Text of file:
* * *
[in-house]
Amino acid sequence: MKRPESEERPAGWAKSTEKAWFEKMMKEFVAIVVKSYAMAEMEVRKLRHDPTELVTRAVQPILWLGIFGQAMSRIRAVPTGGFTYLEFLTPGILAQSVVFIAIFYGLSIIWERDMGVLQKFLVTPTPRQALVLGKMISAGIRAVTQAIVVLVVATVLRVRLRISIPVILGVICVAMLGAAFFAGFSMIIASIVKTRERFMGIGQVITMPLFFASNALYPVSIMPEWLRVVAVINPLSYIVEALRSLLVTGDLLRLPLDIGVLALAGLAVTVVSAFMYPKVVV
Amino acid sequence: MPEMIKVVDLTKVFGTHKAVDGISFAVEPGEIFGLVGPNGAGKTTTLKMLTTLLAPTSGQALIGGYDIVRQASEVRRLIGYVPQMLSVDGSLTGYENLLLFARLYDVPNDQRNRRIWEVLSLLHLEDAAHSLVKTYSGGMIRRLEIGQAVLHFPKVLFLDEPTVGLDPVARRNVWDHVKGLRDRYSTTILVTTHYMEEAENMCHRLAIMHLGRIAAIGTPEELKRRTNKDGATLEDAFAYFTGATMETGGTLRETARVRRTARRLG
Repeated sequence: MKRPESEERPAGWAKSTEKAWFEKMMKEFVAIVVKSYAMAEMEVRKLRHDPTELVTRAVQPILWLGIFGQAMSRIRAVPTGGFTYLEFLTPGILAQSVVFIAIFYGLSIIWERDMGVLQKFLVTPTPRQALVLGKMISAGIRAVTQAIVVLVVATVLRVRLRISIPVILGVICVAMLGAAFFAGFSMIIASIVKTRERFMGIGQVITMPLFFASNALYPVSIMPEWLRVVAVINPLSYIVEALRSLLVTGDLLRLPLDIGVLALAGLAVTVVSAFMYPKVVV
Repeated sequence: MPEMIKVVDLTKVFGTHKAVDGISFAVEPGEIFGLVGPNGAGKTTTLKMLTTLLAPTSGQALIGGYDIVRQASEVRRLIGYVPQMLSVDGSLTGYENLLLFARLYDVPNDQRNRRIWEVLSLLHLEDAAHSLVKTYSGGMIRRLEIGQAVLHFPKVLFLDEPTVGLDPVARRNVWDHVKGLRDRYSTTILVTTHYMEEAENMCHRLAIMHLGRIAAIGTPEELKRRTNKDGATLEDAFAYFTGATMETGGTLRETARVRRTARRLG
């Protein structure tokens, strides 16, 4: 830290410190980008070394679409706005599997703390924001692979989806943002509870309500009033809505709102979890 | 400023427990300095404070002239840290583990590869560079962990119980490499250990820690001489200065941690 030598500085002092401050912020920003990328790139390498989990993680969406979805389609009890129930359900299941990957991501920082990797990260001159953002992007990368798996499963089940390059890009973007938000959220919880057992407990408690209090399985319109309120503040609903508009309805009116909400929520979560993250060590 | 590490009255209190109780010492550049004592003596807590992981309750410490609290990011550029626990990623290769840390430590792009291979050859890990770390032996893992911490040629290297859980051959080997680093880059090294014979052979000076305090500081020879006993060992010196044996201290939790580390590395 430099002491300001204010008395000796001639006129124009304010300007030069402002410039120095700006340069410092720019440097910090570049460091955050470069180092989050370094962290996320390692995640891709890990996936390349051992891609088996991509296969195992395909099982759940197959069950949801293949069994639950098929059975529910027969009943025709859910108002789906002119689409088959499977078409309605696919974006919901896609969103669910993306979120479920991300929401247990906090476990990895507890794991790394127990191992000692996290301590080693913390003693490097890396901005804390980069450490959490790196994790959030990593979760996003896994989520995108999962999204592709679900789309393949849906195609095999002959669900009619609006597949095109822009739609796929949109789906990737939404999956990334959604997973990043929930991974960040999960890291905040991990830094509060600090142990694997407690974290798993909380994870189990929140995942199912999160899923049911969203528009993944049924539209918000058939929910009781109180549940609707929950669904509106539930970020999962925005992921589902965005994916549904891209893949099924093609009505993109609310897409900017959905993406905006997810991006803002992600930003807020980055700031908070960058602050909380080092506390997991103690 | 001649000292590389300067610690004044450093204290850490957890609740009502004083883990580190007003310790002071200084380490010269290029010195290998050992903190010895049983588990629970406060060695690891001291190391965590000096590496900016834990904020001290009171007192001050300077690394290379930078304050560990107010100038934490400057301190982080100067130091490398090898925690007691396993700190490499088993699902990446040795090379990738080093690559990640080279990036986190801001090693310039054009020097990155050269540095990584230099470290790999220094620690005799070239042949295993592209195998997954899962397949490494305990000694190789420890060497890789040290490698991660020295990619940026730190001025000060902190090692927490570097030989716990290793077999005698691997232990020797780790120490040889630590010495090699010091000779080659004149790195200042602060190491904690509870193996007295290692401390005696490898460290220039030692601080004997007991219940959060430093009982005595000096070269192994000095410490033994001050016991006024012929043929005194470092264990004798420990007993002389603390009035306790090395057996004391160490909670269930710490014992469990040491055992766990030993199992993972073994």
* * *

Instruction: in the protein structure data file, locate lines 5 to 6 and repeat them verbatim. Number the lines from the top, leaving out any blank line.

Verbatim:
Repeated sequence: MPEMIKVVDLTKVFGTHKAVDGISFAVEPGEIFGLVGPNGAGKTTTLKMLTTLLAPTSGQALIGGYDIVRQASEVRRLIGYVPQMLSVDGSLTGYENLLLFARLYDVPNDQRNRRIWEVLSLLHLEDAAHSLVKTYSGGMIRRLEIGQAVLHFPKVLFLDEPTVGLDPVARRNVWDHVKGLRDRYSTTILVTTHYMEEAENMCHRLAIMHLGRIAAIGTPEELKRRTNKDGATLEDAFAYFTGATMETGGTLRETARVRRTARRLG
């Protein structure tokens, strides 16, 4: 830290410190980008070394679409706005599997703390924001692979989806943002509870309500009033809505709102979890 | 400023427990300095404070002239840290583990590869560079962990119980490499250990820690001489200065941690 030598500085002092401050912020920003990328790139390498989990993680969406979805389609009890129930359900299941990957991501920082990797990260001159953002992007990368798996499963089940390059890009973007938000959220919880057992407990408690209090399985319109309120503040609903508009309805009116909400929520979560993250060590 | 590490009255209190109780010492550049004592003596807590992981309750410490609290990011550029626990990623290769840390430590792009291979050859890990770390032996893992911490040629290297859980051959080997680093880059090294014979052979000076305090500081020879006993060992010196044996201290939790580390590395 430099002491300001204010008395000796001639006129124009304010300007030069402002410039120095700006340069410092720019440097910090570049460091955050470069180092989050370094962290996320390692995640891709890990996936390349051992891609088996991509296969195992395909099982759940197959069950949801293949069994639950098929059975529910027969009943025709859910108002789906002119689409088959499977078409309605696919974006919901896609969103669910993306979120479920991300929401247990906090476990990895507890794991790394127990191992000692996290301590080693913390003693490097890396901005804390980069450490959490790196994790959030990593979760996003896994989520995108999962999204592709679900789309393949849906195609095999002959669900009619609006597949095109822009739609796929949109789906990737939404999956990334959604997973990043929930991974960040999960890291905040991990830094509060600090142990694997407690974290798993909380994870189990929140995942199912999160899923049911969203528009993944049924539209918000058939929910009781109180549940609707929950669904509106539930970020999962925005992921589902965005994916549904891209893949099924093609009505993109609310897409900017959905993406905006997810991006803002992600930003807020980055700031908070960058602050909380080092506390997991103690 | 001649000292590389300067610690004044450093204290850490957890609740009502004083883990580190007003310790002071200084380490010269290029010195290998050992903190010895049983588990629970406060060695690891001291190391965590000096590496900016834990904020001290009171007192001050300077690394290379930078304050560990107010100038934490400057301190982080100067130091490398090898925690007691396993700190490499088993699902990446040795090379990738080093690559990640080279990036986190801001090693310039054009020097990155050269540095990584230099470290790999220094620690005799070239042949295993592209195998997954899962397949490494305990000694190789420890060497890789040290490698991660020295990619940026730190001025000060902190090692927490570097030989716990290793077999005698691997232990020797780790120490040889630590010495090699010091000779080659004149790195200042602060190491904690509870193996007295290692401390005696490898460290220039030692601080004997007991219940959060430093009982005595000096070269192994000095410490033994001050016991006024012929043929005194470092264990004798420990007993002389603390009035306790090395057996004391160490909670269930710490014992469990040491055992766990030993199992993972073994």